In the eyes of the IRS, a home improvement includes any work performed which significantly adds to the value of your home, increases its useful life expectancy, or adapts it to new capabilities. These home improvements consist of:
- New Bathrooms and Kitchens
- Electrical and Plumbing Upgrades
- Decks, Fencing, and Landscaping
- Driveways and Walkways
- New Roofs & Room Additions
You cannot deduct the cost of these home improvements if your home is used purely as a personal residence because they are considered non-deductible personal expenses.
This doesn’t mean there are no tax benefits for making improvements to your home, however. They could help to reduce the amount of taxes you are required to pay when selling your home at a profit because the cost is added to the tax basis of your home. “Basis” is defined as the amount you invested in your home for tax purposes. The higher your basis, the less you profit when selling your home.
To put this into perspective, let’s imagine that you bought a home in 2005 for $400,000 and sold it in 2017 for $700,000. During this timeframe, you made $50,000 worth of home improvements, including a new roof and kitchen upgrade. These will have increased your basis to $450,000. You would subtract the $700,000 selling price from the $450,000 basis to determine your gain from the sale is $250,000. Only this amount is taxed.
You may qualify to exclude up to an additional $250,000 of that gain if you qualify for the home sale tax exclusion.
The most common way for homeowners to increase their basis is through home improvement. If any of those home improvements were later removed from the home, they are no longer applicable to your home’s basis. For example, if you installed a basic privacy fence 10 years ago and then replaced it with a wrought iron fence, the cost of the old fence no longer applies to your home’s basis.
It is possible to depreciate home improvements by deducting the cost over several years (anywhere from three to twenty-seven and a half years). Using your home for something other than a personal residence could help you qualify for home improvement depreciation.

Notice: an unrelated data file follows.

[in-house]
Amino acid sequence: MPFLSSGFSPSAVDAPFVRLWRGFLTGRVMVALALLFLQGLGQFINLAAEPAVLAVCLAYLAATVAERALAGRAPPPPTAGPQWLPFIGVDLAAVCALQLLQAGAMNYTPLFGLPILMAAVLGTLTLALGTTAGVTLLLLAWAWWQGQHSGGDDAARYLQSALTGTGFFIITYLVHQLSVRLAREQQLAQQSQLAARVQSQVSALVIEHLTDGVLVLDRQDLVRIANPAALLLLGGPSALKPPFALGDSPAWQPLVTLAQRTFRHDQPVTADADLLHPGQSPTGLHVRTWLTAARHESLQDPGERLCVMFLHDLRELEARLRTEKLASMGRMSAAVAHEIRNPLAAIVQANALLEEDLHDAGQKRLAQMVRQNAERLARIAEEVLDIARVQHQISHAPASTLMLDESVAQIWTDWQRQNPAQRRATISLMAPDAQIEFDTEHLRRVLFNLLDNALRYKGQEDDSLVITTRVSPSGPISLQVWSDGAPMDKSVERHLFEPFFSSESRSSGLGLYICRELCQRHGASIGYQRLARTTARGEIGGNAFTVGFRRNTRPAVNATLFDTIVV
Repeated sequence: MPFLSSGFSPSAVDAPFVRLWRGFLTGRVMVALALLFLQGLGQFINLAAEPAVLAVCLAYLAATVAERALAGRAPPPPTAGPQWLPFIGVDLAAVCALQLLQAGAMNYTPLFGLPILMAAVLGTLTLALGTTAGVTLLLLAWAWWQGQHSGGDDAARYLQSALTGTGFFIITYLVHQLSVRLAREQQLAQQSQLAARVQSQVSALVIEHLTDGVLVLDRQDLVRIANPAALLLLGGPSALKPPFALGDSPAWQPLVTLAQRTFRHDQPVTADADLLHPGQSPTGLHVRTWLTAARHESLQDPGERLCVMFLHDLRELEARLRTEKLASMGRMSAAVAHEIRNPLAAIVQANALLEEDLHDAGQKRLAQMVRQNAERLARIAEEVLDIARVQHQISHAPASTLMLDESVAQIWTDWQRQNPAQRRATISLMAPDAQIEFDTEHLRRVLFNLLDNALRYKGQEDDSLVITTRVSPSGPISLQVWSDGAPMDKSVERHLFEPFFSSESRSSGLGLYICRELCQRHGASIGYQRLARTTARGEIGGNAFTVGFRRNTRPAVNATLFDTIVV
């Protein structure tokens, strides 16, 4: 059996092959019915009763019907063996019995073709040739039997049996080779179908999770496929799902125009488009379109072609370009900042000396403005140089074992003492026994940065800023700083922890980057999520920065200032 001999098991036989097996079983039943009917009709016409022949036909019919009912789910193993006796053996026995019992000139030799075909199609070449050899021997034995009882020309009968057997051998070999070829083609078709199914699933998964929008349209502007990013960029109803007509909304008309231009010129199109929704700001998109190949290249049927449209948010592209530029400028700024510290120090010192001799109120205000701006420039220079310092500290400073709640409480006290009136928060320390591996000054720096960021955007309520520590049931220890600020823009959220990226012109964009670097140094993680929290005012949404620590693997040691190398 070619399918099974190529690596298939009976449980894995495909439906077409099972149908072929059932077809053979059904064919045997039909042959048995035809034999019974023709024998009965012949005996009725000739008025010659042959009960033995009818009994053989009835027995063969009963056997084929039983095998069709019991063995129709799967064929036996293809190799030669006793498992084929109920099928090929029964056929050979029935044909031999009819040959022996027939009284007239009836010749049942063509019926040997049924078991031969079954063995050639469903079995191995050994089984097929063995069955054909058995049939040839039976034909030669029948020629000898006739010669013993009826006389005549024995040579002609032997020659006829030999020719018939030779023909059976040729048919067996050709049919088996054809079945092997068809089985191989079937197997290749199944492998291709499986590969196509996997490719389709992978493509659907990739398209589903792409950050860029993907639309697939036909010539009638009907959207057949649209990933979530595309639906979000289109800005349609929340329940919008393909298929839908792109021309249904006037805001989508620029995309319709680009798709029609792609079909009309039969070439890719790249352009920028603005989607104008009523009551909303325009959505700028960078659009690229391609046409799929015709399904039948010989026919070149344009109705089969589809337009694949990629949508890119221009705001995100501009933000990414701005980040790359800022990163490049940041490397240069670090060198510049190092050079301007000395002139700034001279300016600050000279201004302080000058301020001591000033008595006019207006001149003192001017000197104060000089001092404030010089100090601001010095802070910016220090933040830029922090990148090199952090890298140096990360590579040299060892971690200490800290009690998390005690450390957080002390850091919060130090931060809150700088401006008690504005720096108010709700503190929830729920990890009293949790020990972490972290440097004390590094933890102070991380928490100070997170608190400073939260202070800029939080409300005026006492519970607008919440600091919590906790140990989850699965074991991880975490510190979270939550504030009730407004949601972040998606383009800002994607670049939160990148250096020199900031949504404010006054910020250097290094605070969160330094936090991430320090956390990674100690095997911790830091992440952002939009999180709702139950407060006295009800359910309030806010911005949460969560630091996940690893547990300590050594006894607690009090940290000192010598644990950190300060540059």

Home Office Deduction – Do You Qualify?
Owning a business and using a portion of the home as an office for it’s purposes is one way of depreciating home improvement costs. It must be a legitimate business and partly used exclusively and routinely for the business in order to qualify.
You can deduct 100% of the cost associated with improvements you make to your home office if you qualify for the deduction. For example, if you used a separate room in your home as a home office and have a carpenter install built-in bookshelves, depreciating the entire cost as a business expense is permissible.
Home improvements can be depreciated based on the percentage used for the home office if they benefit the entire house. For example if 25% of your home is used as a home office, depreciating 25% of the cost in upgrading your air conditioning, heating or electricity use is allowed.
Rental Expense – Does This Qualify?
You can deduct the rental income you receive by renting out a portion of your home. This allows you to depreciate home improvement cost by depreciating it as a rental expense. Similar to the home office deduction, you can depreciate the cost of home improvements in full if they benefit they purely benefit the area of the home being rented. If those home improvements benefit the entire home, are depreciated based on the percentage being used for rental of the house.